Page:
Dakota Farmer

Estate Planning: Every farming family should schedule a consultation with a qualified business succession lawyer.

July 13, 2016

4 Min Read

Many family business owners — farmers included — would rather work in their business than on their business, particularly when it comes to succession planning. It is easier to do what you know and are successful at than to address and plan for decisions that become important at some point down the road. But how long is that road? At what point will it be too late to make those decisions that greatly affect your business and, more importantly, your family?


Every prudent farming family should schedule a consultation with a qualified business succession lawyer so that they can begin discussions on how to keep their family a family and their farm a farm. Waiting until they "have time" or "have it all figured out" is like that overdue vacation that never gets scheduled, and there is a lot more at stake than missing out on some fun in the sun.

When you don’t have a plan, it’s easy to delay planning. So let’s start with a plan.

1. Maintain what matters. Many family businesses wait until the point of communication breakdown before they schedule a time to discuss a logical and achievable plan of succession. Sometimes they come in after months or years of uncertainty and upset expectations in terms of compensation, work expectations and ownership transition — and the list can go on. Most people would agree it is necessary to do proper maintenance on your car, machinery and equipment. You don't want to keep using and abusing the very things you need to function in life and on the farm. The same goes for relationships. Recognize the importance of maintaining the close relationships in your life, and commit to making decisions and taking the necessary actions to preserve them.

2. Commit the time. Set aside a few days a year, or a day each quarter to work with your planning team on what is the proper succession plan given where you are at in the operations. You don't have to obligate yourself to transferring ownership too soon, but do begin the thought process. Your planning team is typically led by an estate planning and business succession attorney. Having an attorney who focuses on agricultural estate planning and who understands how a farm functions is invaluable. Your certified public accountant, insurance specialist and financial planner are also vital to the team.

3. Create the right foundation. Many farmers or business owners think they have to have their farm or business succession plan in place before they do their estate plan. Nothing could be further from the truth. Uncertainty with the distribution of an estate will cause uncertainty in business, whether a business succession plan is in place or not. Put the estate plan foundation in place, and then continue to work on the business succession component of that plan. When you are still figuring out who, when and how the operations will transfer, you can include options within your estate plan that are revocable. You can change those options as your business or farm succession plan becomes clearer to you.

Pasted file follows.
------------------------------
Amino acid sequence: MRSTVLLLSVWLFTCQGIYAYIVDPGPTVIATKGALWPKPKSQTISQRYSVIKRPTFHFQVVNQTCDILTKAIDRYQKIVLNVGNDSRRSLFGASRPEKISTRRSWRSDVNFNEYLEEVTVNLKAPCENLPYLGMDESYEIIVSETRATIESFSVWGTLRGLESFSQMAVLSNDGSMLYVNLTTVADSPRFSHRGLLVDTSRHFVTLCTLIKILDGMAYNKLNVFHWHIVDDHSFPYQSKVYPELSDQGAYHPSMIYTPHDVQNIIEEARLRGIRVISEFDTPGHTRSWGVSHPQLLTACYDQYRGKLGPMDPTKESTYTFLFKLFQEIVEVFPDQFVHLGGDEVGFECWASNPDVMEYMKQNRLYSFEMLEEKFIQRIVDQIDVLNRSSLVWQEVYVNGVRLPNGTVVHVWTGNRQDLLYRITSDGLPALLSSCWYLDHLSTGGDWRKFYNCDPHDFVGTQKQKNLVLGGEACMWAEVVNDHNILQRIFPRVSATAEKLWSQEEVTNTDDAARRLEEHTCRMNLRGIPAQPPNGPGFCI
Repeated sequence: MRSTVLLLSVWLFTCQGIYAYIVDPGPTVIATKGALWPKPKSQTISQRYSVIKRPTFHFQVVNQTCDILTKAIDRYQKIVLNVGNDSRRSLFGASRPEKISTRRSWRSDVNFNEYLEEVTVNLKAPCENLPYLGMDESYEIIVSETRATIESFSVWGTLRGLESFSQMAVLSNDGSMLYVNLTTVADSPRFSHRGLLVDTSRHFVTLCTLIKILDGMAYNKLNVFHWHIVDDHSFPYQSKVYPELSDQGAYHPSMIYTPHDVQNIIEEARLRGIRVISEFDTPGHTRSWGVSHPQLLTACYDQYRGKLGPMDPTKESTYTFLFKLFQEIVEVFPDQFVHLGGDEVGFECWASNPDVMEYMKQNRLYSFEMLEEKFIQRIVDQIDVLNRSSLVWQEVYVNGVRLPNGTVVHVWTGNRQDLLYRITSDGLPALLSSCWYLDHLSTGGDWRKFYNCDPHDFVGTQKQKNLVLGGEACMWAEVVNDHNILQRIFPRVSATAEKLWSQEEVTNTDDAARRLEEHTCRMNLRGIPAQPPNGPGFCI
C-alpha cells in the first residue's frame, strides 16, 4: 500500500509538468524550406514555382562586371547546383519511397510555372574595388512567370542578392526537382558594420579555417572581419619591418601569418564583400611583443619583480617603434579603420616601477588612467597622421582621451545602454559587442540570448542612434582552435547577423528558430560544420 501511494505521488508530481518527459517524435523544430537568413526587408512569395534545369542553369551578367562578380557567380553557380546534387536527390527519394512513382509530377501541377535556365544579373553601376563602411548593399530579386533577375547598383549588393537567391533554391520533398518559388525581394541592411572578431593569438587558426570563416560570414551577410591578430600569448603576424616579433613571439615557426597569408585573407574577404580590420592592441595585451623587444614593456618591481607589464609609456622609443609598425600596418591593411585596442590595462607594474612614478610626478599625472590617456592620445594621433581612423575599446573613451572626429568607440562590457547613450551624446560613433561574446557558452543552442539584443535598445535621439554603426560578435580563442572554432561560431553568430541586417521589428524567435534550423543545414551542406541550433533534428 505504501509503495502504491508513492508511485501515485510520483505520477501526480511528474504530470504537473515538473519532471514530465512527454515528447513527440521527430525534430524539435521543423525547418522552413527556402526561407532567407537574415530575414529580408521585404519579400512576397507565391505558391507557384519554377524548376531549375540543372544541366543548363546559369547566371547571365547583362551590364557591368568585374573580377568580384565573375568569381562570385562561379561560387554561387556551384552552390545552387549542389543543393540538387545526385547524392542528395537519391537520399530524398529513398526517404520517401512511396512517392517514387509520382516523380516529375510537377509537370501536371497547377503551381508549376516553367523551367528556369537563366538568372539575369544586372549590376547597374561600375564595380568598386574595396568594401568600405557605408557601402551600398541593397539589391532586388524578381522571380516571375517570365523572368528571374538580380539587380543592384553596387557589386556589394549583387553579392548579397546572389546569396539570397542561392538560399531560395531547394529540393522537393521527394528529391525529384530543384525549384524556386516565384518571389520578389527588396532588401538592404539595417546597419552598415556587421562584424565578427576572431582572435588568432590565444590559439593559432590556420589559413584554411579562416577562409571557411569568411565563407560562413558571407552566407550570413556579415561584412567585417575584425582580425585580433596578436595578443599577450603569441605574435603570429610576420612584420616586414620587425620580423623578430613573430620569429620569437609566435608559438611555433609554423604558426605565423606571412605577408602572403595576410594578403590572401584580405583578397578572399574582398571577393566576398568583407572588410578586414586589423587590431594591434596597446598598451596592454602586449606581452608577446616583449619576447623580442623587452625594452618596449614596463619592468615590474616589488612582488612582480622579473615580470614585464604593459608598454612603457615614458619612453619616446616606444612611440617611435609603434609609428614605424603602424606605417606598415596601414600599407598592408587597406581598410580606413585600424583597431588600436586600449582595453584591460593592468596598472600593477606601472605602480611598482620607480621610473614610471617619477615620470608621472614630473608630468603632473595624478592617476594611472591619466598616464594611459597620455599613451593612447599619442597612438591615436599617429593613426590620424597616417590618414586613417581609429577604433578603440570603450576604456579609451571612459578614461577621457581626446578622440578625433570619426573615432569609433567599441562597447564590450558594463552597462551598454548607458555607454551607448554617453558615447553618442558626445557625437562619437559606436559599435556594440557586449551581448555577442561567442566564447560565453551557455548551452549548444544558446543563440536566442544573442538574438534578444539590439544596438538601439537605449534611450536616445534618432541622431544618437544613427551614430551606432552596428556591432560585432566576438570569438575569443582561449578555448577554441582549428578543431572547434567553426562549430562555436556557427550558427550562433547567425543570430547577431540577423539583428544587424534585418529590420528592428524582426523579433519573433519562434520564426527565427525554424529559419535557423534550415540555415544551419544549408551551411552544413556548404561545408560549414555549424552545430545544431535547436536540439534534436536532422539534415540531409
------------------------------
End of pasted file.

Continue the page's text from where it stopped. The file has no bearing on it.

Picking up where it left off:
4. Consult confidentially. While there are exceptions to this general rule, typically in the initial stages of discussion the owners of the operation should consult privately with the attorney. The input of other planning team members is essential once the initial conversations and plans have been developed. The attorney-client privilege provides the confidential forum for the owners to be very open about their hopes, their fears and their goals. That privilege is only maintained, however, if it is not broken by the presence of a third party. If the owners personally engage the attorney (as opposed to the business entity or farm corporation hiring the attorney), the individual is the client and the consultations are confidential. If the business entity hires the attorney, and there are multiple shareholders, the corporation is the client, and conversations with the attorney can potentially be discovered by any of the shareholders as they relate to the corporation.

5. Put the plan in action. It all begins with a phone call. Schedule that conversation with your planning team or a key member of your team. Once the meeting is set, the process will begin. Take it one step at a time, and allow the business succession attorney to help you determine your goals and what legacy looks like for you. As those goals become clear, the path to get there will as well. It all starts with a plan.

Thompson is the founder of Thompson Law, P.C., an estate and business planning legal services firm in Sioux Falls, S.D. Her practice focuses on agricultural estate planning and business planning. She is a member of the American Academy of Estate Planning Attorneys, an exclusive national organization dedicated to estate planning attorneys. She has been practicing law for 20 years and is licensed in South Dakota, North Dakota, Minnesota and Iowa. See cathompsonlaw.com or call 605-362-9100.

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